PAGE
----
Windows 7 is currently the most popular operating system in the world1.

With Windows 7 running more than 42% of the world’s desktop computers, it’s clear that businesses are reluctant to make a switch. Sandwiched between the release of Windows Vista and Windows 8, Windows 7 has proven to be an oasis in a desert of inhospitable operating systems.

Microsoft will soon be forcing your hand.

Mainstream support for Windows 7 ended on January 13, 2015. This means that Windows 7 is not being actively developed; no new features are being introduced. Windows 7 is still under extended support, which ensures that security updates and patches will continue to be released to current Windows 7 users; however, extended support ends on January 14, 2020. After this date, Microsoft will cease to release new patches, causing vulnerabilities and security issues to remain unfixed.

With less than two years of support left for Windows 7, it’s important to start planning your upgrade to Windows 10 as soon as possible. Whether this means purchasing new computers with Windows 10 pre-installed or upgrading your current computers, now is the time to act.

The Risks of Doing Nothing

As we saw with Windows XP, a lot of people are willing to risk using an unsupported operating system to avoid the perceived hassle of upgrading. Based on the massive number of computers still running Windows 7, it seems likely that people will continue to run unsupported versions Windows 7 well beyond 2020.

Whatever reasons you may have to avoid upgrading, realize that running an unpatched operating system can lead to identity theft, loss of data, privacy breaches and more. It’s beyond the scope of this article to describe the terrifying ways that your computer can be compromised, but suffice it to say that it’s not worth the risk. Shady characters are patiently waiting for support to end so they can freely manipulate vulnerable machines.

Windows 10 is Here to Stay

“I’m going to wait and see what comes out after Windows 10.”

This strategy used to work when Microsoft had a tendency to occasionally release unpopular versions of Windows (I apologize to the Windows ME fans of the world). As of Windows 10, this is no longer a viable option.

Windows 10 introduces a new way of updating known as “Windows as a service“. This means that rather than performing difficult upgrades when a new OS is released, you’ll receive smaller and more frequent upgrades to keep your system up-to-date. These updates are mandatory, but also free2. Once you have Windows 10, these major updates will happen as part of the normal Windows Update process and will occur about twice a year.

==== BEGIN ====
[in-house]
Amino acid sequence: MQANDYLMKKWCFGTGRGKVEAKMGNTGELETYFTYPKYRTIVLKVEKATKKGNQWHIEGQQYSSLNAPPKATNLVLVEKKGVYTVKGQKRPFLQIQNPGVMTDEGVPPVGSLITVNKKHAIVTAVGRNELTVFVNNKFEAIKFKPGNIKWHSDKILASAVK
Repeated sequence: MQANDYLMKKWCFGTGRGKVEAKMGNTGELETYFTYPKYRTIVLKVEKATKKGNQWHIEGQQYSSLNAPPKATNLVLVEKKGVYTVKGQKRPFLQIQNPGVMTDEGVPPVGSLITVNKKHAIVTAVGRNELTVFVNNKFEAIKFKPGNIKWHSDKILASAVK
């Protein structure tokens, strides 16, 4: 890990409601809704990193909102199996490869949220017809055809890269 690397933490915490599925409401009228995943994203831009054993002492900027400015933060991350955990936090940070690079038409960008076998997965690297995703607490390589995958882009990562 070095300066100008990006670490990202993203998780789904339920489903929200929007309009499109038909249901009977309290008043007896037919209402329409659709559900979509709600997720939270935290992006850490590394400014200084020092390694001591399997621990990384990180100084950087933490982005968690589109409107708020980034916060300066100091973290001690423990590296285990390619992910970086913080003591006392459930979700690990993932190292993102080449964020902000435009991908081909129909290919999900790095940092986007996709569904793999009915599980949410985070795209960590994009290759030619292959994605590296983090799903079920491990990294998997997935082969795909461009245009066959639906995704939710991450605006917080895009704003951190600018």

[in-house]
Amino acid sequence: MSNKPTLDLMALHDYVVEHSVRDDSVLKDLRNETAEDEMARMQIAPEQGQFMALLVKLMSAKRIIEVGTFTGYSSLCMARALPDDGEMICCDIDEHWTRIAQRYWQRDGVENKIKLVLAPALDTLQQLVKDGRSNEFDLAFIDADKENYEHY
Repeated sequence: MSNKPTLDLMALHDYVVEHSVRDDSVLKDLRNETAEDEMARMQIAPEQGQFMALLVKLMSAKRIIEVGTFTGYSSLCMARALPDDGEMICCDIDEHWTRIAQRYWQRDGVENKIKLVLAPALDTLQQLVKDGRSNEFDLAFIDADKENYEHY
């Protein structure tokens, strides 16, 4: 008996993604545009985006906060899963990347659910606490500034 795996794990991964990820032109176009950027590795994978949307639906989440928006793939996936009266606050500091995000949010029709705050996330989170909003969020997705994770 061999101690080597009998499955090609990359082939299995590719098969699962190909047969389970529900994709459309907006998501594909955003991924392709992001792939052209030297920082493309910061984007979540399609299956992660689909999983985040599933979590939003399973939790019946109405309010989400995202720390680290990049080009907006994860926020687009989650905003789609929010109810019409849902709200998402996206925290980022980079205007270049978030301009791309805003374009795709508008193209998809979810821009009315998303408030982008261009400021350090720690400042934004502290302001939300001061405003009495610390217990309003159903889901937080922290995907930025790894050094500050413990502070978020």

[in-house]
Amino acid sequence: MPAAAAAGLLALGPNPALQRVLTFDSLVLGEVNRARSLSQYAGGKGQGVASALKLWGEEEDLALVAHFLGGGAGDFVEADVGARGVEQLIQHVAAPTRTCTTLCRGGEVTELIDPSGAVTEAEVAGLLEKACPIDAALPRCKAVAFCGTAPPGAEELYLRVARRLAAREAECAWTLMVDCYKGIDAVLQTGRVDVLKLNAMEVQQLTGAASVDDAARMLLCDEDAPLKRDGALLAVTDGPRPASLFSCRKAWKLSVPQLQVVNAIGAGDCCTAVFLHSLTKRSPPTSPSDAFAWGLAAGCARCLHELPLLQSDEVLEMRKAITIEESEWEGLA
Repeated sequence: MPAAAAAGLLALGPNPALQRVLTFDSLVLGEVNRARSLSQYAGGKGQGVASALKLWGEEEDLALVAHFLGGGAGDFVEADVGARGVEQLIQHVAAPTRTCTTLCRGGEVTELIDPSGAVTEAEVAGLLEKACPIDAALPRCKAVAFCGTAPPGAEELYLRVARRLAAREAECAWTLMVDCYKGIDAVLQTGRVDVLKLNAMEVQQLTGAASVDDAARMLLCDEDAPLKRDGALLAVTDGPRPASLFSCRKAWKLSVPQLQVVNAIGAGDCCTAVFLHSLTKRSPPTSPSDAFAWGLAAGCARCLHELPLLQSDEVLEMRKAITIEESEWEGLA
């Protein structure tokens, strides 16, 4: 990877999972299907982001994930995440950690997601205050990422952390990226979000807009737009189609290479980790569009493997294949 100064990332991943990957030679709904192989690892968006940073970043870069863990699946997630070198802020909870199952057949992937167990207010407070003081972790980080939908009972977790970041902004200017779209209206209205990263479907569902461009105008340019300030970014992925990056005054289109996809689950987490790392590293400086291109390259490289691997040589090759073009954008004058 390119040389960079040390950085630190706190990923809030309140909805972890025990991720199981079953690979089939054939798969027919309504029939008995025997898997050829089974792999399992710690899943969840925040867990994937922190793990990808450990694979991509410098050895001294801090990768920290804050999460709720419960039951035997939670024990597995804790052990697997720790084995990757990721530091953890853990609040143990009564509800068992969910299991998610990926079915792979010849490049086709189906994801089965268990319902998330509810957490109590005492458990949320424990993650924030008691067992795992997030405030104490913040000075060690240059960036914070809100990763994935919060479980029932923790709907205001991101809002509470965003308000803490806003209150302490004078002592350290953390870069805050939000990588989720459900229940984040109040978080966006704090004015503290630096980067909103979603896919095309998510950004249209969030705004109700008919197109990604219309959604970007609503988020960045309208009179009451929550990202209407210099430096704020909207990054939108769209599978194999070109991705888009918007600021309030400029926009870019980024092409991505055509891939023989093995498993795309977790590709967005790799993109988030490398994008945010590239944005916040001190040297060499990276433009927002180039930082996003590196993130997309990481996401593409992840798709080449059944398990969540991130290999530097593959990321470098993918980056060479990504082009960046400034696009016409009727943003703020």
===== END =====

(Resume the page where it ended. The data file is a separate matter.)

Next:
These upgrades – known as Feature Updates – will be supported for 18 months, at which time you’ll be required to install a newer update in order to keep using Windows. This 18 month window ensures that your system stays up-to-date while allowing you to make sure the bugs are worked out before installing new updates.

Don’t I Have Any Other Options?

If you really want to avoid Windows 10, you have two options that will buy you a few more years.

First, you could upgrade to Windows 8.1. Mainstream support ended on January 9, 2018; however, extended support continues until January 10, 2023. To be sure, Windows 8 has had a rough go of it. Questionable decisions by Microsoft–such as the decision to omit the Start button–have resulted in a disappointing adoption rate. Windows 8 and 8.1 have a combined market share of about 6.5%, which is only slightly higher than the current number of Windows XP users.

Many people don’t realize that for all of its idiosyncrasies, Windows 8.1 is actually a very reliable operating system. Side-by-side with Windows 7, it consistently performs better on the same hardware. Keep in mind, however, that computers do not ship with Windows 8.1. You’ll need to purchase licenses to upgrade your machines. If you are avoiding Windows 10, you can avoid the upgrade for an extra 2 years by jumping to Windows 8.1.

Second, Microsoft announced in September that they will offer “paid Windows 7 Extended Security Updates (ESU) through January 2023.” While the details have not yet been revealed, Microsoft has stated that this service will be available “on a per-device basis and the price will increase each year.” Additionally, this service is only available for systems running Windows 7 Professional and Windows 7 Enterprise and the licenses must be volume licenses.


Staying on Windows 7 after Microsoft ends support is a bad idea. A really bad idea. Malicious hackers are ready to exploit your system and unpatched computers are a prime target.

Upgrading to Windows 10 is not a difficult process. Application compatibility is extremely good and Windows 10 is very stable. To achieve optimal performance on your current computer, you may need to upgrade, especially if you’re using an older computer. Increasing your computer’s memory and using an SSD3 will make a big difference.

Taking time to plan and execute your upgrade now ensures you’ll have a smooth transition. Waiting until the deadline is just asking for trouble.

Unsure about how to transition to Windows 10? Looking for a way to secure your system without upgrading? We can help you establish a plan that fits your business needs. Contact us to find out how we can help!

E Squared C is a managed service provider (MSP) providing professional IT services for businesses in Nevada and California. By partnering with E2C, your business gains a team of experts who solve IT problems with reliable, efficient, and secure IT management services. Contact us to find out how our experts can help your business!

2. While Windows 10 updates are currently free, Microsoft is expected to charge a subscription fee in the future. Microsoft has made no official statement regarding this change, thus no specifics are available. The subscription model is expected to be similar to Office 365.